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La 'Tregua' en la Prensa Estadounidense

Por Sin Pancarta - 13 de Junio, 2006, 5:00, Categoría: Prensa Internacional

No existía en aquel momento una percepción clara del fenómeno terrorista español en Estados Unidos, tal vez con la excepción del diario de Wall Street. De los tres grandes diarios norteamericanos el Post concede seis líneas dentro de un artículo, el Journal le dedica tres líneas (aunque al día siguiente incluiría un editorial en al edición europea) y el Times mejor no hubiese escrito nada porque para referirse a guerrillas, rebeldes vascos y otras majaderías preferimos el silencio. Fue a partir de la ruptura de esta tregua que implicaría la inclusión de ETA como banda terrorista en la lista del Departamento de Estado y sobre todo con la llegada del George W. Bush a la Casa Blanca cuando esta lamentable situación se modificaría definitivamente.

The Basque separatist group ETA Wednesday night announced an unlimited truce in its armed struggle for independence against the Spanish government in order to "better contribute towards the dialogue" currently taking place, according to a communique sent to the Euskadi Informacion daily.

  

Información publicada en la sección World-Wide por THE WALL STREET JOURNAL el 17 de septiembre de 1998. Por su interés informativo reproducimos íntegramente su contenido.

Basque Separatists Announce Cease-Fire

MADRID - After a bloody 30-year fight for an independent homeland in northern Spain, the armed Basque separatist group ETA has announced a cease-fire, a newspaper reported yesterday. ETA's four-page statement announcing the indefinite truce was sent to the radical Basque daily Euskadi Informacion, the state-run news agency EFE reported.

The group set no conditions on the cease-fire, which it said is to begin Friday.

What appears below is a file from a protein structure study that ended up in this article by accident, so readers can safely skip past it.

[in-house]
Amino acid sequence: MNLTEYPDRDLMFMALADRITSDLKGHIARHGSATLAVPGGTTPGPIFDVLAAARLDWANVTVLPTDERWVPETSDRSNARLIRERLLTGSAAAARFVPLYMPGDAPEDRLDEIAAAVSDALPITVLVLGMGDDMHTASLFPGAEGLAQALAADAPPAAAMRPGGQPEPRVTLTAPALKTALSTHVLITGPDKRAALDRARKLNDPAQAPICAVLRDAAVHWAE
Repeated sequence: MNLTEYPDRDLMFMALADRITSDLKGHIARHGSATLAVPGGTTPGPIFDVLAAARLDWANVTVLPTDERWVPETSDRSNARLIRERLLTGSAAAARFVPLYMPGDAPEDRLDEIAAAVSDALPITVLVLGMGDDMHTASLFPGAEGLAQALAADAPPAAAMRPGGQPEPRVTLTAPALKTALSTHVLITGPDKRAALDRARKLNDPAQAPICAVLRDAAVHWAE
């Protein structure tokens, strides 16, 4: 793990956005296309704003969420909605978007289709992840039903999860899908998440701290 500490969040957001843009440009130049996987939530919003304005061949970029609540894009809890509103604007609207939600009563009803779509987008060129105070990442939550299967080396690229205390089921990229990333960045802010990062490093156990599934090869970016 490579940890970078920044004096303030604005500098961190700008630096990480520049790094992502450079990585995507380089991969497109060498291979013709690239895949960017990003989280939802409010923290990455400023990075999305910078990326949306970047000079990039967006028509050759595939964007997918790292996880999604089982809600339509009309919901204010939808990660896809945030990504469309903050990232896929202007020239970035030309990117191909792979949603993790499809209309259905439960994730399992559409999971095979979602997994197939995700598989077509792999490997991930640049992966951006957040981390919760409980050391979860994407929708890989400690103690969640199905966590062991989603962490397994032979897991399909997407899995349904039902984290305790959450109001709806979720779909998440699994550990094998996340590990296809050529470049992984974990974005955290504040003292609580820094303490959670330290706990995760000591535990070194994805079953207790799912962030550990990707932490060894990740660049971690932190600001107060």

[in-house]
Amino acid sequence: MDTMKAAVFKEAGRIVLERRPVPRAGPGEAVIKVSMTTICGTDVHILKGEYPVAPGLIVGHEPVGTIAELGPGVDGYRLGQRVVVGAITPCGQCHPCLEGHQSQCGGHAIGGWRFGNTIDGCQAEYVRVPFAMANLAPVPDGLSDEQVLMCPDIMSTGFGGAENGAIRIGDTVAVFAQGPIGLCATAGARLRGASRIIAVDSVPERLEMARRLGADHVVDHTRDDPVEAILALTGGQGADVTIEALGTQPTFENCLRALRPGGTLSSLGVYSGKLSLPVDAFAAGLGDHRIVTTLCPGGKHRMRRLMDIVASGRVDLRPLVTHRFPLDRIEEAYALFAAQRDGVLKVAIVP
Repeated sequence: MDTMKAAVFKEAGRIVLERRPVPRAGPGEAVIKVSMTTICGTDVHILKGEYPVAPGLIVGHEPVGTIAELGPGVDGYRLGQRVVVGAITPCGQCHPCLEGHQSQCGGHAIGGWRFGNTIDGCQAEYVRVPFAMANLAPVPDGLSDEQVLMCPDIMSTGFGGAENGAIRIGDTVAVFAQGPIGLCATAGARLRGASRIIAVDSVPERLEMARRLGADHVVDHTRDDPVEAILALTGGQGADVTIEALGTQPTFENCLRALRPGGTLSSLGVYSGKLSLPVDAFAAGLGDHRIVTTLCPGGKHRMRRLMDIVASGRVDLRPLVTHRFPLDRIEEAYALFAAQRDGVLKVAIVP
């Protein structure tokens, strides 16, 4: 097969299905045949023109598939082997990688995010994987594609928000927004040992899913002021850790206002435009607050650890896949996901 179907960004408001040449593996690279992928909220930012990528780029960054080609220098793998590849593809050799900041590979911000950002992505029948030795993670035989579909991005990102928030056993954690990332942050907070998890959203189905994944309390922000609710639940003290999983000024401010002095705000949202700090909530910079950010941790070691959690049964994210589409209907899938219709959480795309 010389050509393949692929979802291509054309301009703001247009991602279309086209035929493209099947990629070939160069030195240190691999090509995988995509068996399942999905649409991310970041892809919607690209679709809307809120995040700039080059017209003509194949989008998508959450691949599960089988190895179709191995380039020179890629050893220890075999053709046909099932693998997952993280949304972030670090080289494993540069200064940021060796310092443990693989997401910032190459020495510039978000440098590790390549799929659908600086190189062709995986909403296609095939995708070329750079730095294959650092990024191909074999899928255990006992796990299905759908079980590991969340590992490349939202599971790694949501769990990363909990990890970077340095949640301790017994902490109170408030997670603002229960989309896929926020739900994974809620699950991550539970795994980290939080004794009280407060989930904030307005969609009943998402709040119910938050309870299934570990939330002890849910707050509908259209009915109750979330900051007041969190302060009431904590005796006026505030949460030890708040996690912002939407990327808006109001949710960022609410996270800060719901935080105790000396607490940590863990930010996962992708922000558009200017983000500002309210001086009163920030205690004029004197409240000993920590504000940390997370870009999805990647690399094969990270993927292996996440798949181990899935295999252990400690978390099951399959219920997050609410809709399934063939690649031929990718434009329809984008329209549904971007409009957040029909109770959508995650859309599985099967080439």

The report comes days after Basque nationalists urged the militant group to renounce bloodshed to help foster a political solution to the conflict, in which 800 people have died.

   

Información publicada en la sección World In Brief por THE WASHINGTON POST el 17 de septiembre de 1998. Por su interés informativo reproducimos íntegramente su contenido.

Basque Rebels Declare an Indefinite Truce

  

The armed Basque separatist group E.T.A., which has fought a 30-year guerrilla war for an independent homeland in northern Spain, declared today a ''total and indefinite'' cease-fire.

E.T.A. announced an end to its attacks in a four-page statement published in the radical Basque daily Euskadi Informacion, the state-run news agency EFE reported. The group set no conditions on the cease-fire, which it said will begin on Friday.

The report comes days after Basque nationalists urged the militant group to renounce bloodshed to help foster a political solution to the conflict, which has cost 800 lives.

Pressure on E.T.A. to declare a unilateral cease-fire had mounted since Saturday, when Basque nationalists and other political groups -- including the E.T.A.-allied political party Herri Batasuna -- issued an appeal for peace talks and a permanent end to the violence.

Their statement was signed by 23 political parties, labor unions and grassroots groups. The forum was boycotted by Spain's two most powerful parties, the governing Popular Party and the opposition Socialists.

The Spanish Government will deliver its response on Thursday, the Interior Ministry said.

E.T.A. declared a truce in 1996, which lasted one week. That cease-fire ended with a series of bomb attacks on tourist resorts when the Government refused to negotiate unless E.T.A. formally repudiated violence.

  

Una información de Associated Press publicada por THE NEW YORK TIMES el 17 de septiembre de 1998. Por su interés informativo reproducimos íntegramente su contenido.